Cloud computing conference season is here, and the theme is clear. Conferences are not focusing on general cloud computing services, such as storage, compute, security, and databases. Instead, they have become generative AI conferences . 

Please don’t get me wrong—I’m all in on generative AI and its ability to be a true force multiplier for many enterprises. Indeed, I’ve been focused on that emerging reality for a long time. However, I’m also a pragmatist, and I understand that concentrating on one area means they are not paying attention to what many are beginning to call “legacy cloud services.”

Cloud computing companies only have a limited number of resources to spend on technology R&D. It’s clear that a lot of money has been directed to generative AI in cloud systems. Thus, it’s easy to assume that those resources will be moved from traditional cloud services.

Of course, I’m not seeing what’s happening in development meetings and scrums. However, I’ve been a technology CTO for most of my career. I understand resources are finite and increasing spending on one area means reducing spending on others, even if overall R&D money increases.

Companies playing catch-up 

The tech press would lead you to believe that all enterprises are led by innovative technology leaders chasing the latest technology trend, which is now generative AI. Most companies leveraging cloud computing are still focused on just getting their current pipeline of migrated and net-new systems up and running in the cloud. They have not yet begun to consider what to do with generative AI—or serverless and containers, for that matter.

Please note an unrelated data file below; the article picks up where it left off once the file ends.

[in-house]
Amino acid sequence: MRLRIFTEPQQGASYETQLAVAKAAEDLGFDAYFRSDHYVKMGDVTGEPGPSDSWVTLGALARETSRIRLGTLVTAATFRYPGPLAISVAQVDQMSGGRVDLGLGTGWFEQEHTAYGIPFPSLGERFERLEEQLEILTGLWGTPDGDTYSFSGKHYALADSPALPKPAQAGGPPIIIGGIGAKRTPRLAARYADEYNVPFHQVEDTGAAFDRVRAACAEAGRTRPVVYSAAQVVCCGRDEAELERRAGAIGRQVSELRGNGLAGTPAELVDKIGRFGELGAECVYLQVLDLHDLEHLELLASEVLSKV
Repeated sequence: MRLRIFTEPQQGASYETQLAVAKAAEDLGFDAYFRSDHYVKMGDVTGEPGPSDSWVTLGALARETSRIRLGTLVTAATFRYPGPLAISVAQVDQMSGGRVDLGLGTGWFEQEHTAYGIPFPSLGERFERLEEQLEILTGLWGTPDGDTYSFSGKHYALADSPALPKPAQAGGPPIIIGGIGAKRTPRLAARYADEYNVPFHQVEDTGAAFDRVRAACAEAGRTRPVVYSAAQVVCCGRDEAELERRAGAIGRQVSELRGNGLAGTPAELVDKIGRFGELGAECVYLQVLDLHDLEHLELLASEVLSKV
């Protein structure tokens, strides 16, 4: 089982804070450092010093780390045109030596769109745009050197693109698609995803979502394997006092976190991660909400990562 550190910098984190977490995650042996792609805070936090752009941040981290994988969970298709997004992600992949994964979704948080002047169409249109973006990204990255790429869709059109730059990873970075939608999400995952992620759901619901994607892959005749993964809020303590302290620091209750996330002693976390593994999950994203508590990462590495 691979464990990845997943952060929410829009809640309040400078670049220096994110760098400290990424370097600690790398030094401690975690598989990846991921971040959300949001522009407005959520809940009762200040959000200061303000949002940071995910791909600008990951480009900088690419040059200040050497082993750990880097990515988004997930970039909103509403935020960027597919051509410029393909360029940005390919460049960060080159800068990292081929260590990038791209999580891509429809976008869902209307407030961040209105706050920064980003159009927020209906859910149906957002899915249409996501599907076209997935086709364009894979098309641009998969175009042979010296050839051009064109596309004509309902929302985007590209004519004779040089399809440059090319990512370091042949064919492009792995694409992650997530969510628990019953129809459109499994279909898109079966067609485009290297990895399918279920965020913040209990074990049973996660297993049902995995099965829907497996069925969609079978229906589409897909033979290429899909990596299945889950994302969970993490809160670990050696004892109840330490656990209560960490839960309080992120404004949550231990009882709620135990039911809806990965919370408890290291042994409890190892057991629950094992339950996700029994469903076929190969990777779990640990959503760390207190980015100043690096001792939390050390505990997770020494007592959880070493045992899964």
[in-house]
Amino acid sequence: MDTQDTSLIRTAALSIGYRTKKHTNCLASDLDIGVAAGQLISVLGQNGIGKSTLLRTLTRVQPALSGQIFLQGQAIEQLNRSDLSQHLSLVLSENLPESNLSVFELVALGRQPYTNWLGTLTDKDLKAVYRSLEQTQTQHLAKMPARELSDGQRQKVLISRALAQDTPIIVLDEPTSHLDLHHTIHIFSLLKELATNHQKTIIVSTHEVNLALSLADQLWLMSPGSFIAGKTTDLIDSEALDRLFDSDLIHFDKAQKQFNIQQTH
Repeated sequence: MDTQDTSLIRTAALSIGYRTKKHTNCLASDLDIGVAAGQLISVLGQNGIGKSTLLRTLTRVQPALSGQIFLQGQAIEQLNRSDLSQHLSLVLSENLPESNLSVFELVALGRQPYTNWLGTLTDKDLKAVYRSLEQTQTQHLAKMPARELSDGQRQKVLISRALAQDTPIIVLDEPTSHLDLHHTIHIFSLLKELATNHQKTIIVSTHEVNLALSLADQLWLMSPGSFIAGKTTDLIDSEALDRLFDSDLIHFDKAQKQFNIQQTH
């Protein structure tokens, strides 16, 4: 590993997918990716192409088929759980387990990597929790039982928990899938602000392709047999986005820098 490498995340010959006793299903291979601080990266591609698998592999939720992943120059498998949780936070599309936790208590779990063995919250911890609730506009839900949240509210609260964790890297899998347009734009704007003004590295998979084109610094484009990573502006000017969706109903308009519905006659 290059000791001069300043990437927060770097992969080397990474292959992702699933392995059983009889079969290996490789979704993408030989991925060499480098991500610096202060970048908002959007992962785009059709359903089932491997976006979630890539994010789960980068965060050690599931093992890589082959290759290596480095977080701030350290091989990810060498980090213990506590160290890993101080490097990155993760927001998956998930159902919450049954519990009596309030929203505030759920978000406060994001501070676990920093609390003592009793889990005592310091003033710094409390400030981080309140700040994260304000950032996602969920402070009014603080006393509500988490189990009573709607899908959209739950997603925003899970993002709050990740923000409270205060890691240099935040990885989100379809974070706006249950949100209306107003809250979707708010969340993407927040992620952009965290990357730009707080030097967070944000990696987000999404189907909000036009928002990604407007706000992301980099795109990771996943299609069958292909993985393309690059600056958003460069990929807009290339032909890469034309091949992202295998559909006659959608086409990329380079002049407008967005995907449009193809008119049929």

Many enterprises still depend on traditional cloud services. They are likely to suffer if providers slow down on evolving and improving those services due to a redirection to generative AI. What’s more, public cloud conferences, or any technology conference for that matter, will be a blast of generative AI use cases and product announcements rather than improvements to storage, compute, databases, security, operations, etc. Many companies have a few current generative AI projects going, but leaders are largely focused on keeping their business systems running well on public cloud providers where they are at the mercy of how the providers evolve their cloud computing platforms. 

What are enterprises to do?

Let’s say your company is not yet all in on generative AI, not because you don’t want to be, but because you’re focused on just getting your systems on the cloud and working well, hopefully in a cost-optimized way. Generative AI is a long way off, but you’ve noticed that your cloud provider’s development and support resources are focused there and not as much on the more traditional services you depend on. What can you do about this trend that could affect you negatively?

This is one of the downsides of using OPS (other people’s servers). You have some control as a customer, but ultimately, they are going to evolve the platform as they see fit and as they perceive the market. However, you can become the squeaky wheel if you can point to incidents where you’ve noticed lagging support and innovation. They do listen to that input, and if enough of their customers are calling them out, they will redirect resources. After all, they want to keep you as a customer and grow a happy customer base.

Before a bunch of people go off and claim that Linthicum is not down with generative AI, that is not the case at all. Put to proper use, it’s highly effective, and I think is game-changing in many instances. I have a course on it and write about it all the time.

However, I also have empathy for the rank-and-file tech worker just trying to keep systems working in the cloud. They need ongoing support no matter where this technology moves. They are foundational to the success of cloud and generative AI on the cloud. Let’s not forget that.

Copyright © 2023 IDG Communications, Inc.



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